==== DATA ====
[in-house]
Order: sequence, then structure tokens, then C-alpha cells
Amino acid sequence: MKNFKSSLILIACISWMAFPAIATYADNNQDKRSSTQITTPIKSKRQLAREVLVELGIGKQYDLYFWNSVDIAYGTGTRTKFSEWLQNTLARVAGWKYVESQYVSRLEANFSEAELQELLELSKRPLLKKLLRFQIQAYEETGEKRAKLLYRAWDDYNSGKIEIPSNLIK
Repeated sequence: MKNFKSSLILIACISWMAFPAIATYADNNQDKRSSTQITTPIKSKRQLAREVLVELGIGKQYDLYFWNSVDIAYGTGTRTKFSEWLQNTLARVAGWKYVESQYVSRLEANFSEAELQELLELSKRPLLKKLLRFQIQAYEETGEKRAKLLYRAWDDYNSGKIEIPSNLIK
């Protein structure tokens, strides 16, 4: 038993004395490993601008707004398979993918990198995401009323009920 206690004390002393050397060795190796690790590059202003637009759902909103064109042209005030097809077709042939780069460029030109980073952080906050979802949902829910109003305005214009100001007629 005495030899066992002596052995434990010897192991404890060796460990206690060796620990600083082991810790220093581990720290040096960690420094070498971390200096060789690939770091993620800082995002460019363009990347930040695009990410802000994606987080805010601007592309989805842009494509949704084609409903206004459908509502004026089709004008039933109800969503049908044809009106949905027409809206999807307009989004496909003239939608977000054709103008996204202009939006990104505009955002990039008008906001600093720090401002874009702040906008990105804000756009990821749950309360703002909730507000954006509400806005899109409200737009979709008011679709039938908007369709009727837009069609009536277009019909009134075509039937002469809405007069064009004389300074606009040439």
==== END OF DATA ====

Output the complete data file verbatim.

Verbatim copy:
[in-house]
Order: sequence, then structure tokens, then C-alpha cells
Amino acid sequence: MKNFKSSLILIACISWMAFPAIATYADNNQDKRSSTQITTPIKSKRQLAREVLVELGIGKQYDLYFWNSVDIAYGTGTRTKFSEWLQNTLARVAGWKYVESQYVSRLEANFSEAELQELLELSKRPLLKKLLRFQIQAYEETGEKRAKLLYRAWDDYNSGKIEIPSNLIK
Repeated sequence: MKNFKSSLILIACISWMAFPAIATYADNNQDKRSSTQITTPIKSKRQLAREVLVELGIGKQYDLYFWNSVDIAYGTGTRTKFSEWLQNTLARVAGWKYVESQYVSRLEANFSEAELQELLELSKRPLLKKLLRFQIQAYEETGEKRAKLLYRAWDDYNSGKIEIPSNLIK
């Protein structure tokens, strides 16, 4: 038993004395490993601008707004398979993918990198995401009323009920 206690004390002393050397060795190796690790590059202003637009759902909103064109042209005030097809077709042939780069460029030109980073952080906050979802949902829910109003305005214009100001007629 005495030899066992002596052995434990010897192991404890060796460990206690060796620990600083082991810790220093581990720290040096960690420094070498971390200096060789690939770091993620800082995002460019363009990347930040695009990410802000994606987080805010601007592309989805842009494509949704084609409903206004459908509502004026089709004008039933109800969503049908044809009106949905027409809206999807307009989004496909003239939608977000054709103008996204202009939006990104505009955002990039008008906001600093720090401002874009702040906008990105804000756009990821749950309360703002909730507000954006509400806005899109409200737009979709008011679709039938908007369709009727837009069609009536277009019909009134075509039937002469809405007069064009004389300074606009040439």